Those who read this blog on a regular basis know that Yossi Klein Halevi and I went to yeshiva high school together. At the time, Yossi was active in Rabbi Meir Kahane’s Jewish Defense League. Yours truly was sort of terrified of the JDL guys who used to hang out by the lockers and plot who-knows-what. A few years ago Offspring #3 married Yossi’s maternal nephew. No longer scary, Yossi is now an Israeli, a husband and father, and a hugely respected author and journalist. He and I have grown close.
Though Yossi has authored several excellent books, his first effort, “Memoirs of a Jewish Extremist” is my absolute favorite. His evocation of our high school, Brooklyn Talmudic Academy, is astonishingly vivid. And I admire the manner in which he is able to look at his younger self with such bracing honesty. Do yourself a favor and head on over to Yossi’s author’s page.
Yossi’s latest article is about the cultural/historical genocide UNESCO is waging against Judaism and the state of Israel.
by Yossi Klein Halevi
Who are the Jews? A religion? A people? The question has taken on a special urgency in our time. At the heart of the anti-Zionist assault is the notion that the Jews aren’t a people but only a faith. That premise is normative throughout the Arab world, and especially in the Palestinian statehood movement, all of whose factions deny the existence of a distinct Jewish people with a right to national sovereignty.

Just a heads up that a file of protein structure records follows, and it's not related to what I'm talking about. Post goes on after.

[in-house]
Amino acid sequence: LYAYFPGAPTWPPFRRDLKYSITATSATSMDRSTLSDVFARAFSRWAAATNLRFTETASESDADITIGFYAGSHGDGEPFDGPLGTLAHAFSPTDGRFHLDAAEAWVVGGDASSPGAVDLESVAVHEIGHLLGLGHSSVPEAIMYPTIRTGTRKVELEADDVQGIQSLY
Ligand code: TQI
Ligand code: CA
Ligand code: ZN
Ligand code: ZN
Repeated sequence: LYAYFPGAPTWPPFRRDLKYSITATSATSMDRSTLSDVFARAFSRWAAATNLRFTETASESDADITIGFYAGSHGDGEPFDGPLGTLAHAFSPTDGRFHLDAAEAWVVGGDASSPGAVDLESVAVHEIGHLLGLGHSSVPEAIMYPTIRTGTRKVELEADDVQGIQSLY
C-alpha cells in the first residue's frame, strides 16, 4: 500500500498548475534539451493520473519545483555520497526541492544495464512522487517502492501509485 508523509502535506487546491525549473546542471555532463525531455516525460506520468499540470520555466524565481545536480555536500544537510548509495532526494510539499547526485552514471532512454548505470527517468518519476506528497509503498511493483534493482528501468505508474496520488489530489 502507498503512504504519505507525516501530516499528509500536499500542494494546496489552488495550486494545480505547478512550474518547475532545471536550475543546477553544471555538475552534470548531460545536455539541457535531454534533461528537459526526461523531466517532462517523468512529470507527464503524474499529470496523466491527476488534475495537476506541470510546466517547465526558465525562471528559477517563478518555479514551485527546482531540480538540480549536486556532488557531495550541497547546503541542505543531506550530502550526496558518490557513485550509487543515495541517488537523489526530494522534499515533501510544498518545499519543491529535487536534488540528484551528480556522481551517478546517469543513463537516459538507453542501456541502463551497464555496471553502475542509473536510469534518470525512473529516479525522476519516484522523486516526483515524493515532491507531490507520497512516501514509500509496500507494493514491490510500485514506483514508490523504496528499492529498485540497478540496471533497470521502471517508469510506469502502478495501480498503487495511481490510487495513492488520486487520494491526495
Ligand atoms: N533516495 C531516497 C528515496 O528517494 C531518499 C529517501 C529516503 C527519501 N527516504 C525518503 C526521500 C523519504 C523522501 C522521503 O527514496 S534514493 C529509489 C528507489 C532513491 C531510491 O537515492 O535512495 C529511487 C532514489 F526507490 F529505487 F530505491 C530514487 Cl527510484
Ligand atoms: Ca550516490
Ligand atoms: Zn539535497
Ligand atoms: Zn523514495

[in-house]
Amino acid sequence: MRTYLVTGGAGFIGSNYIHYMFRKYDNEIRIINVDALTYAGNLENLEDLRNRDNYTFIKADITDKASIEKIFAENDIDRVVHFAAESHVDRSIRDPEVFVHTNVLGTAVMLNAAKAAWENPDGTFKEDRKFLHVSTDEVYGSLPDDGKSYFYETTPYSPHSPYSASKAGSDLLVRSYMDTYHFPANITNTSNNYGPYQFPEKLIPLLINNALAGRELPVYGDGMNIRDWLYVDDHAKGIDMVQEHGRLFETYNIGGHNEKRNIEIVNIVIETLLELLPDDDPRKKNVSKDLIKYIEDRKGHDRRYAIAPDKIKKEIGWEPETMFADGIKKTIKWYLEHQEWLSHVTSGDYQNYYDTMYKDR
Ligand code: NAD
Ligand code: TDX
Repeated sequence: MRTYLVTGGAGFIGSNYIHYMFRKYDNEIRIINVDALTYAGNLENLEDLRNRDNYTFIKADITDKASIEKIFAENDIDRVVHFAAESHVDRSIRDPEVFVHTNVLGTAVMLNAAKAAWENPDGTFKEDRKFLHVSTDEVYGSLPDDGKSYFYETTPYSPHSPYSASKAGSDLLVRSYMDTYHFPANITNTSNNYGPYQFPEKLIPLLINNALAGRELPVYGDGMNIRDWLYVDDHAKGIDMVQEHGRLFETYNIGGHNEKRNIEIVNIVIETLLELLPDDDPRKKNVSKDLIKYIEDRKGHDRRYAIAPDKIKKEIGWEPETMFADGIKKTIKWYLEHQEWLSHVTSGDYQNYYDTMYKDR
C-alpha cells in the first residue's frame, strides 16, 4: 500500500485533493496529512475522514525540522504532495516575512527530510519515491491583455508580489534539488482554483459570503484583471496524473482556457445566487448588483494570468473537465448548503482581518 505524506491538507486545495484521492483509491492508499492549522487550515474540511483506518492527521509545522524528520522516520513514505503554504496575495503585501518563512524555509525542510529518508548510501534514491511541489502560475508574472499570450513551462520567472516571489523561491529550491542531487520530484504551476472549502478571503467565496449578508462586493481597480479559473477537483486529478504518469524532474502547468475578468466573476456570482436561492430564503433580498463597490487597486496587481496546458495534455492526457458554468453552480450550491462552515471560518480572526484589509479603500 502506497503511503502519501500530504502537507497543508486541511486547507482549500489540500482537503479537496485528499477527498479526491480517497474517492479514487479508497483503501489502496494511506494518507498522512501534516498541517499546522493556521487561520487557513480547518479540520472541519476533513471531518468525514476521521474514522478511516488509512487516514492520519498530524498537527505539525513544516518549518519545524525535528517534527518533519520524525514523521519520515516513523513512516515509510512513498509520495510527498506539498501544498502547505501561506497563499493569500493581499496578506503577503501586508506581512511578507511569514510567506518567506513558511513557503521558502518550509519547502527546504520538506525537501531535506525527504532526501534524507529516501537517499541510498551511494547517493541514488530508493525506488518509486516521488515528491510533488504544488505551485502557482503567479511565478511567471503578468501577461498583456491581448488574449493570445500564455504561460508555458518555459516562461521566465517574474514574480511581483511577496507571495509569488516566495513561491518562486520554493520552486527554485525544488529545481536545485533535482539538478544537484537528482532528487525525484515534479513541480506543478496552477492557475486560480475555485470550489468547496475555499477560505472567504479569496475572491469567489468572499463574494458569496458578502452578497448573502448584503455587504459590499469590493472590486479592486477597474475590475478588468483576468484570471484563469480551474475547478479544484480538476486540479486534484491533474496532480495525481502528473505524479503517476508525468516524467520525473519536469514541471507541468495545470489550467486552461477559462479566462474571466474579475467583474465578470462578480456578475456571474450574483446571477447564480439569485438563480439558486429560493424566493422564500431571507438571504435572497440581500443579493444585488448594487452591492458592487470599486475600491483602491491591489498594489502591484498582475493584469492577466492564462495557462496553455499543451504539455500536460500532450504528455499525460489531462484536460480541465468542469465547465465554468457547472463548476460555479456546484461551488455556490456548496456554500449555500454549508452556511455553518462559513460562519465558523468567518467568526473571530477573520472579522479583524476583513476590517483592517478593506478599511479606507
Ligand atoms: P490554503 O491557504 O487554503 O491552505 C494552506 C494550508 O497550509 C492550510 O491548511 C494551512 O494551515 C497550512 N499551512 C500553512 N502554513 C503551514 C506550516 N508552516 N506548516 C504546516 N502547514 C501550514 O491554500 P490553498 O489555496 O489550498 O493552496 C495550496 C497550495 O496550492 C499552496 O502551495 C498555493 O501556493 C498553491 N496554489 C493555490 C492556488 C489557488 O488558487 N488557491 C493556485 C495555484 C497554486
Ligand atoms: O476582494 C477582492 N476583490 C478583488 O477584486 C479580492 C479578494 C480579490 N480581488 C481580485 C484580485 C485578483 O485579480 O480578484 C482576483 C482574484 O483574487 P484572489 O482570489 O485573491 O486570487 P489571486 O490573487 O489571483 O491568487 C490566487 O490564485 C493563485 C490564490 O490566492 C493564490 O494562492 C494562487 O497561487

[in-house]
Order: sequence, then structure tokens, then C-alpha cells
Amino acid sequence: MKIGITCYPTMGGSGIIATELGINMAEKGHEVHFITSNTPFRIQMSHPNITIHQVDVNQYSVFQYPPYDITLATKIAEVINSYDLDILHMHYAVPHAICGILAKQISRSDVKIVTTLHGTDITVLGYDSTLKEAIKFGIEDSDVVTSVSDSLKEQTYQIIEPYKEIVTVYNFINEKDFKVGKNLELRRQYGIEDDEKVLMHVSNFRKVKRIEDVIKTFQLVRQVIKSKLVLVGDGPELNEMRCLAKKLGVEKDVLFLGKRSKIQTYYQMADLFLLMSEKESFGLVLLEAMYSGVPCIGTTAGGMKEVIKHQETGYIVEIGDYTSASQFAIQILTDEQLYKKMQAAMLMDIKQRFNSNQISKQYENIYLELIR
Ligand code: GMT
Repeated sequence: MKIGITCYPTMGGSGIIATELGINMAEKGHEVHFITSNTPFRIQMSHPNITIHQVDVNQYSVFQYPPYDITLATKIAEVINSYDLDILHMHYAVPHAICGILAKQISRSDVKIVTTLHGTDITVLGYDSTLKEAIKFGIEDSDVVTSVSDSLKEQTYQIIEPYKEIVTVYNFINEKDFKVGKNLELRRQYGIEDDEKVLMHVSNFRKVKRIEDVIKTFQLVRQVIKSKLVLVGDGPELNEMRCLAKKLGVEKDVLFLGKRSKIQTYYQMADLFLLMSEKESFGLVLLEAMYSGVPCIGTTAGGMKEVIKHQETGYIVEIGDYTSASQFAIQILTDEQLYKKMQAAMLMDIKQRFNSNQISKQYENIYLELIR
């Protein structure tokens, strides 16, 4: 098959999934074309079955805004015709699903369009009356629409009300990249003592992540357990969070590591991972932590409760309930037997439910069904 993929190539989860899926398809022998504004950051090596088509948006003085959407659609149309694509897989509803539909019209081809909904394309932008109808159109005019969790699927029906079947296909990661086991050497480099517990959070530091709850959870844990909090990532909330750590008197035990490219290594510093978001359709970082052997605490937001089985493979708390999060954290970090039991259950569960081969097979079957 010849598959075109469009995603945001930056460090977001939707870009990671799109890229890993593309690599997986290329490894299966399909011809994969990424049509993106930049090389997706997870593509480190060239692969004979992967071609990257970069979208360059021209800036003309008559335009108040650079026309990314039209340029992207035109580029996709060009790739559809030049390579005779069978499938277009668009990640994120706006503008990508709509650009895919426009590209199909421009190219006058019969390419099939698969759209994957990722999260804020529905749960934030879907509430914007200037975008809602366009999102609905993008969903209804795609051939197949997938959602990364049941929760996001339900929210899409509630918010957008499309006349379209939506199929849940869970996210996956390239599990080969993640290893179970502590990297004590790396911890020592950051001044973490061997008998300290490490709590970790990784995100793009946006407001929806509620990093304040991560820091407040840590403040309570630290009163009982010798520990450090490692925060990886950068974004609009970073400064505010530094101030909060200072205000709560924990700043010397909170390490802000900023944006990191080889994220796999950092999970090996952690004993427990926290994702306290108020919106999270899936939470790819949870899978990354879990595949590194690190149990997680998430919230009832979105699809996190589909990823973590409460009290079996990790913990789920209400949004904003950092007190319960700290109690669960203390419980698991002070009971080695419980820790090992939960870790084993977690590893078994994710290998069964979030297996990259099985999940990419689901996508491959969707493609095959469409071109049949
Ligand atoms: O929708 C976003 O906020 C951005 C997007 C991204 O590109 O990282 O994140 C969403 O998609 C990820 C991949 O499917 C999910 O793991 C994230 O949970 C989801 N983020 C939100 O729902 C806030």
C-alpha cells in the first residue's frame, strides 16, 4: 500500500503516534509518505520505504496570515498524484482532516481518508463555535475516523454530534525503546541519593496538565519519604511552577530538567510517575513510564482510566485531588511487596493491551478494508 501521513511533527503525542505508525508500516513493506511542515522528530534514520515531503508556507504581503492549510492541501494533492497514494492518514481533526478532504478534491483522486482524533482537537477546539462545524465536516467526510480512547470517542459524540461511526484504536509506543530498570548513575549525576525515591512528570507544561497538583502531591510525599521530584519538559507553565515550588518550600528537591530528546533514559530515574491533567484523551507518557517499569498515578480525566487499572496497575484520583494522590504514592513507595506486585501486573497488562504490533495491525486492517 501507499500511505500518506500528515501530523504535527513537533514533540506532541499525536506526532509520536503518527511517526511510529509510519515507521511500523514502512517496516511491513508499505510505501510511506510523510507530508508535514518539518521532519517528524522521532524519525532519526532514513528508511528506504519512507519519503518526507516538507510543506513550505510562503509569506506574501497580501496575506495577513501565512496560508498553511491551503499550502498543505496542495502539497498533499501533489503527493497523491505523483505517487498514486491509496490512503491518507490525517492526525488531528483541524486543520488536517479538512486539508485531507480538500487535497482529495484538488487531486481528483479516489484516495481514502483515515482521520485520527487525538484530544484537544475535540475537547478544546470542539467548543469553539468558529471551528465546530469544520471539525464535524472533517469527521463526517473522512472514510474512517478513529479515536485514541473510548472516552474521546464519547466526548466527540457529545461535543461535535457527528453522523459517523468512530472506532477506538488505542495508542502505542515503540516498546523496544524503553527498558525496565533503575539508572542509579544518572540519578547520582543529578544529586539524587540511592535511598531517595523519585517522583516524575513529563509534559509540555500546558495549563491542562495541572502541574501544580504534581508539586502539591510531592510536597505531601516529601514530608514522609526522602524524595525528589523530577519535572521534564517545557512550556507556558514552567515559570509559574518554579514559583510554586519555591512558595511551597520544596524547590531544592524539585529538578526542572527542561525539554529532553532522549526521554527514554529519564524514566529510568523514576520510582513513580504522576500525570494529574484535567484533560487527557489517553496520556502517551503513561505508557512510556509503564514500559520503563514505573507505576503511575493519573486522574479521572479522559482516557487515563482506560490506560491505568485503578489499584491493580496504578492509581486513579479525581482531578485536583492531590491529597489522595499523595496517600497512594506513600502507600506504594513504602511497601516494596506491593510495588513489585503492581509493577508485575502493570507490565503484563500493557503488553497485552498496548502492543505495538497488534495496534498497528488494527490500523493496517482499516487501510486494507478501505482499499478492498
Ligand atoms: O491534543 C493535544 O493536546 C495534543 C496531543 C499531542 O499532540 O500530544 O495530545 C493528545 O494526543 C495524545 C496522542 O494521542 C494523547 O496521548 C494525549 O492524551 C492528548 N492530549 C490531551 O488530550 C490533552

The Jewish calendar tells a different story. On Passover, we celebrate the birth of the Jewish people through our escape from Egypt; it’s the beginning of a coherent historical narrative. On Shavuot, two months later, we celebrate the giving of the Torah at Sinai, imprinting the Jewish people with a distinct path to God. The Jews, then, are a people with a specific faith. In that order.
The Passover Seder implicitly reinforces that hierarchy of identities. The essential Seder ritual is the retelling of the exodus — “as though you yourself left Egypt” — and the message is: There is no Judaism without the Jewish people and its story.
My late teacher, Rabbi David Hartman, noted that the definition of Jewish heresy provided by the Haggadah, the text read at the Seder, simultaneously offers a definition of Jewish identity. The “evil child” of the Haggadah refers to the Jewish people as “you” rather than “us.” Unlike Christianity and Islam, where heresy is the rejection of belief, for Judaism heresy is self-exclusion from the community.
As a religious Jew, I believe that our relationship to God is the purpose of Jewish existence. I believe that contemporary Jewish life has been impoverished by the diminishment of the Divine, the abandonment of the quest for the living God in our collective and personal lives.
Yet I also believe that peoplehood is more crucial to Judaism than faith. How else can we make sense of the Jewish atheist? Christians or Muslims who reject religious doctrine are no longer a part of their faith community, while Jews who reject Judaic beliefs but still identify with the Jewish people, its values and its fate are universally regarded among Jews as one of us.